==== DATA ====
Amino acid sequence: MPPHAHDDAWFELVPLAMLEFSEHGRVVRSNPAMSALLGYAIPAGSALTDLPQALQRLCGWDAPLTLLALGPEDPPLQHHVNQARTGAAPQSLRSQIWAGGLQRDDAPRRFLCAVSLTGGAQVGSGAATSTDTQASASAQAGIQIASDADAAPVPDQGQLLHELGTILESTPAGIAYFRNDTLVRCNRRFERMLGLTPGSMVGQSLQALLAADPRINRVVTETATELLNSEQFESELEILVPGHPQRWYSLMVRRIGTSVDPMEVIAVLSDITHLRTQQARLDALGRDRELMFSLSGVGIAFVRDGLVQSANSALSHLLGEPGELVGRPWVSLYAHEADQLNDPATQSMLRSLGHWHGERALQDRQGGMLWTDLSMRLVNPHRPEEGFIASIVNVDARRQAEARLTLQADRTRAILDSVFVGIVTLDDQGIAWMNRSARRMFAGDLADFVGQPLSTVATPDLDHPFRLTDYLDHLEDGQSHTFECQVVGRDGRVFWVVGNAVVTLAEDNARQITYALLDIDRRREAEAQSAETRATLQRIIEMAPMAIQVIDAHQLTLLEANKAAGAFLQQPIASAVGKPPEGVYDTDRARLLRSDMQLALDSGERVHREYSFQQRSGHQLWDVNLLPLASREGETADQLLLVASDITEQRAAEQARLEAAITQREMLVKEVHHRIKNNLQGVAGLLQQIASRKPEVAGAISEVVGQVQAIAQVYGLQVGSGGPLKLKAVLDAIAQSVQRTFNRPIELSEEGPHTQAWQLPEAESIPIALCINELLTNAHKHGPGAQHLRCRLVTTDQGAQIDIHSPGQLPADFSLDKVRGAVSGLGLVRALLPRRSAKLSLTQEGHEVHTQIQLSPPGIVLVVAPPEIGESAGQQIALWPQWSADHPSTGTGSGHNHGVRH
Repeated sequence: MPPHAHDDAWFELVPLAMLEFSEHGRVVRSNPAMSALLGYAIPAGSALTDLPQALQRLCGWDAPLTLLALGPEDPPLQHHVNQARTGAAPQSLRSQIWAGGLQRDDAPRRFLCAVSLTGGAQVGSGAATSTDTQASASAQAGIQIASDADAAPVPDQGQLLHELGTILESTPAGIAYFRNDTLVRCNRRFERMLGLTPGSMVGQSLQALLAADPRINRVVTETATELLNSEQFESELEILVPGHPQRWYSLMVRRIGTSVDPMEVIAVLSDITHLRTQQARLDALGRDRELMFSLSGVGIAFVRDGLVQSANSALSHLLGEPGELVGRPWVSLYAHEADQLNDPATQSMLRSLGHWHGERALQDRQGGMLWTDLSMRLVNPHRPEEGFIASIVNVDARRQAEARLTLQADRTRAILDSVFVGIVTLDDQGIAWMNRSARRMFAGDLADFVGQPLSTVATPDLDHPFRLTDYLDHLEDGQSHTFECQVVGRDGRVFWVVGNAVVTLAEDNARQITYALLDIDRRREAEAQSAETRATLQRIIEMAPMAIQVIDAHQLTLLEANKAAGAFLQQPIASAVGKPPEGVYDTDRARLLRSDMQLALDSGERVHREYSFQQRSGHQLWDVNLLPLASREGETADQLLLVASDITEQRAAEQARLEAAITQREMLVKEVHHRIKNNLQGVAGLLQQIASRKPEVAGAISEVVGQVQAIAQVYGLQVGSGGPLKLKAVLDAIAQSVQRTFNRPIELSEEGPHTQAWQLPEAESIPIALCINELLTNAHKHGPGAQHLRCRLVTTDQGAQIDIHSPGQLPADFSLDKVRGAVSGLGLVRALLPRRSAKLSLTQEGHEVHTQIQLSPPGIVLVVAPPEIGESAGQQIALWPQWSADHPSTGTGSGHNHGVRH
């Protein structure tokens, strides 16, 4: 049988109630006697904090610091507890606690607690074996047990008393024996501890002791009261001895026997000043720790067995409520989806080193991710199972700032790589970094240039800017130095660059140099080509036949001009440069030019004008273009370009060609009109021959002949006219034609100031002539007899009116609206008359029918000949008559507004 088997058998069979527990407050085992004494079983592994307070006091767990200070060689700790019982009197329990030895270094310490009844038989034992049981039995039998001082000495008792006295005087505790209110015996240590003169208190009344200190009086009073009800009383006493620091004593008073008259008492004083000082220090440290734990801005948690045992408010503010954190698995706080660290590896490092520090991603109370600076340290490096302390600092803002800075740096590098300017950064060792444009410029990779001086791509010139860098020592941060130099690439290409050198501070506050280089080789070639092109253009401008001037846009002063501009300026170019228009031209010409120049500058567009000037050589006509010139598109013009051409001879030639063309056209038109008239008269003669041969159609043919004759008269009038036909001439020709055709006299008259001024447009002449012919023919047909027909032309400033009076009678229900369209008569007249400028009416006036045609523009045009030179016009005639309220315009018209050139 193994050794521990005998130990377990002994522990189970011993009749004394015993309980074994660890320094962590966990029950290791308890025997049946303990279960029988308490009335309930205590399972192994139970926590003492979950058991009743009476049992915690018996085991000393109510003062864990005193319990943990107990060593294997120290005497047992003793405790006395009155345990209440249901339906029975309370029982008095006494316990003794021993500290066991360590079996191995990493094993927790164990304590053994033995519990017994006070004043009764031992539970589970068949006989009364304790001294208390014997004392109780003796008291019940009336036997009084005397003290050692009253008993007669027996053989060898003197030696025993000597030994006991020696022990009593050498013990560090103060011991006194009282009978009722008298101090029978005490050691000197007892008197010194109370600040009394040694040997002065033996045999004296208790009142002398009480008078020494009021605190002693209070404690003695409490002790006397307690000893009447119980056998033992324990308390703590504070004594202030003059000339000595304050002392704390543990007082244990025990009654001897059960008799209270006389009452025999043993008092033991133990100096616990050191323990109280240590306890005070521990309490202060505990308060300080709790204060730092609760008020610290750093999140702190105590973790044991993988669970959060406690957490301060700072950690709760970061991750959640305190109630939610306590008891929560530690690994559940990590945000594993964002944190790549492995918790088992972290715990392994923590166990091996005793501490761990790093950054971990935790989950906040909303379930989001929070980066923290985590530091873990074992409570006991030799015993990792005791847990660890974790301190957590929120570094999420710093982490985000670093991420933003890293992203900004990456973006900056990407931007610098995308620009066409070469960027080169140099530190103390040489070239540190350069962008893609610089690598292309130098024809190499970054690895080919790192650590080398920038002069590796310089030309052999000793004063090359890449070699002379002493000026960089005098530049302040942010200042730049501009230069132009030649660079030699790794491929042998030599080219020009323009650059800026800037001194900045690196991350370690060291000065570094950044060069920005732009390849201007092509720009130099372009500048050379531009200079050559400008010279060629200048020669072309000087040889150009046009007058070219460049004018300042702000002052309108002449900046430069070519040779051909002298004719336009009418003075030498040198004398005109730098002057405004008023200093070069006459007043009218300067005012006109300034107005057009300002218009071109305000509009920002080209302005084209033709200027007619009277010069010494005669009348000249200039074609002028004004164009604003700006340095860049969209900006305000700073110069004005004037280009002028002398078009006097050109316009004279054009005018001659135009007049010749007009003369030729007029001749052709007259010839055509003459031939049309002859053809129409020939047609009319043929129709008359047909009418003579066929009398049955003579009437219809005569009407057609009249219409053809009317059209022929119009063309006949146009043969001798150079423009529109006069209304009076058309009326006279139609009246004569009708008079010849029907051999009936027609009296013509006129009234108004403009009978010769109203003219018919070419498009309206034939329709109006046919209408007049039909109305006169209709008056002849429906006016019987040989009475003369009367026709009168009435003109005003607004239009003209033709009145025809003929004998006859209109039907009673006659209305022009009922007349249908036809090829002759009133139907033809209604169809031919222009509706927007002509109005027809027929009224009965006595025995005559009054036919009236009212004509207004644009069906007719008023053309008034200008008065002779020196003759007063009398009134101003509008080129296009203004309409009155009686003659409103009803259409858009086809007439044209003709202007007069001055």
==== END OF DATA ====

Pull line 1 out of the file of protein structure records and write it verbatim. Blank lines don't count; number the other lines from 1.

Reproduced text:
Amino acid sequence: MPPHAHDDAWFELVPLAMLEFSEHGRVVRSNPAMSALLGYAIPAGSALTDLPQALQRLCGWDAPLTLLALGPEDPPLQHHVNQARTGAAPQSLRSQIWAGGLQRDDAPRRFLCAVSLTGGAQVGSGAATSTDTQASASAQAGIQIASDADAAPVPDQGQLLHELGTILESTPAGIAYFRNDTLVRCNRRFERMLGLTPGSMVGQSLQALLAADPRINRVVTETATELLNSEQFESELEILVPGHPQRWYSLMVRRIGTSVDPMEVIAVLSDITHLRTQQARLDALGRDRELMFSLSGVGIAFVRDGLVQSANSALSHLLGEPGELVGRPWVSLYAHEADQLNDPATQSMLRSLGHWHGERALQDRQGGMLWTDLSMRLVNPHRPEEGFIASIVNVDARRQAEARLTLQADRTRAILDSVFVGIVTLDDQGIAWMNRSARRMFAGDLADFVGQPLSTVATPDLDHPFRLTDYLDHLEDGQSHTFECQVVGRDGRVFWVVGNAVVTLAEDNARQITYALLDIDRRREAEAQSAETRATLQRIIEMAPMAIQVIDAHQLTLLEANKAAGAFLQQPIASAVGKPPEGVYDTDRARLLRSDMQLALDSGERVHREYSFQQRSGHQLWDVNLLPLASREGETADQLLLVASDITEQRAAEQARLEAAITQREMLVKEVHHRIKNNLQGVAGLLQQIASRKPEVAGAISEVVGQVQAIAQVYGLQVGSGGPLKLKAVLDAIAQSVQRTFNRPIELSEEGPHTQAWQLPEAESIPIALCINELLTNAHKHGPGAQHLRCRLVTTDQGAQIDIHSPGQLPADFSLDKVRGAVSGLGLVRALLPRRSAKLSLTQEGHEVHTQIQLSPPGIVLVVAPPEIGESAGQQIALWPQWSADHPSTGTGSGHNHGVRH